Gold prospectors were the first white residents of the forested foothills now known as Beaconsfield Upper, which is about 45 km east of central Melbourne. In 1872 H.J. Valentine discovered gold in Hunted, later called Haunted, Gully and at one time there were two hundred miners working the gullies. Timber was then taken from the area by loggers. A school was opened in 1883.
Settlement progressed slowly until amended land laws allowed smaller subdivisions and several 20 acre blocks were selected. A large boarding house, known as Beaconsfield House or Big House Hotel, was built. The district became well known for its scenery and healthy air, and large numbers of people travelled by train to Beaconsfield station and were carried up to the hotel in horse drawn vehicles. A number of large houses were built, often with extensive gardens and panoramic views.
Many orchards, growing apples, cherries, lemons and other fruit, were established around the 1890s. The post office, opened at Beaconsfield Hotel in 1878, was known as Beaconsfield, but after the railway station was named Beaconsfield in 1881 the district became known as Beaconsfield Upper.
An assembly hall was built in 1884, with library and tennis court. There was a school (279 pupils, 2014), post office, stores, recreation ground and another hotel, the Pine Grove. Beaconsfield House was destroyed by fire at the turn of the last century. The area was devastated by the Ash Wednesday bushfires in 1983. The hotel and shopping centre have been rebuilt and there is a memorial to the 20 people who perished there during these fires.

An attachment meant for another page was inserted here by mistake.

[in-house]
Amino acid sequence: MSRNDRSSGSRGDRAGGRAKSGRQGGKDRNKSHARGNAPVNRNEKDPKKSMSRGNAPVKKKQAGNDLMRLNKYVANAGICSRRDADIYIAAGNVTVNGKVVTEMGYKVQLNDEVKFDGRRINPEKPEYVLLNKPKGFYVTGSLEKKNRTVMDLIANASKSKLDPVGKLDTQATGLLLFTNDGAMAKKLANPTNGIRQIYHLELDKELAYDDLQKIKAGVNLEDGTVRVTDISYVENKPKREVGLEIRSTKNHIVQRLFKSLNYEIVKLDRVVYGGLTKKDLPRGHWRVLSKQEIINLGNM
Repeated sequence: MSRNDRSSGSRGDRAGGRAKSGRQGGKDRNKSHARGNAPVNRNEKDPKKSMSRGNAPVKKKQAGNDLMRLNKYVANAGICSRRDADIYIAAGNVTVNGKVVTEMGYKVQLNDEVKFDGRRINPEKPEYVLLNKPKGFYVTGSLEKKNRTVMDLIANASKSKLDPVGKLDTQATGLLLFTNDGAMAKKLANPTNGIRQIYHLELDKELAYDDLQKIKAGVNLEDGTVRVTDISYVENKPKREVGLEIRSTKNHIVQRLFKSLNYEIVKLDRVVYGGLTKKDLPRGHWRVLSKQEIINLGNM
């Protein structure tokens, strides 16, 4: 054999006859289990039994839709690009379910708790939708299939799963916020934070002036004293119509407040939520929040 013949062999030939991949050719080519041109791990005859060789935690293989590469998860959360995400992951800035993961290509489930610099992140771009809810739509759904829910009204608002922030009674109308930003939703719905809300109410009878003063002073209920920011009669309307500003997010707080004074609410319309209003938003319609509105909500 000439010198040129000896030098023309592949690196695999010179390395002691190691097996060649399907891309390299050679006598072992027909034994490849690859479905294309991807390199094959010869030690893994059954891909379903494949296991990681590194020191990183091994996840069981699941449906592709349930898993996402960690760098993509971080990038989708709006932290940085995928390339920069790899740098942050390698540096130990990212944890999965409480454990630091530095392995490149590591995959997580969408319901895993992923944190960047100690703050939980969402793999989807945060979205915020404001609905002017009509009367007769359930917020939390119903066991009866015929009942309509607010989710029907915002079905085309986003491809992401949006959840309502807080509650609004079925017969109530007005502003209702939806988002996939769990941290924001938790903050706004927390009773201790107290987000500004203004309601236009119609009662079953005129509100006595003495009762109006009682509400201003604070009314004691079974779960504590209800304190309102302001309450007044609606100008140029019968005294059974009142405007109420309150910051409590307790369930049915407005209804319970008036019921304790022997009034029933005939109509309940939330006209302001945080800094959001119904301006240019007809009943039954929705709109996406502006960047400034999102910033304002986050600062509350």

The acreage in orchards declined in the 1990s. However Beaconsfield Upper was rediscovered with people moving there for the peace, clean air and views. The increased population has ensured many community services, including a nursing home, sports grounds, a kindergarten, community complex and a shopping centre. Out of town there are the Beaconsfield golf course, an equestrian centre and the Dallas Brooks scout camp.
Beaconsfield Upper’s census populations have been:
N.E. Beaumont, Early days of Berwick and its surrounding districts of Beaconsfield, Upper Beaconsfield, Harkaway, Narre Warren and Narre Warren North, 3rd ed, 1979
Berwick-Pakenham Historical Society, In the wake of the pack tracks: a history of the Shire of Berwick, now the City of Berwick and the Shire of Pakenham, 1982
From bullock tracks to bitumen: a brief history of the Shire of Berwick, 1962
Upper Beaconsfield: our bushland environment, Upper Beaconsfield, 1989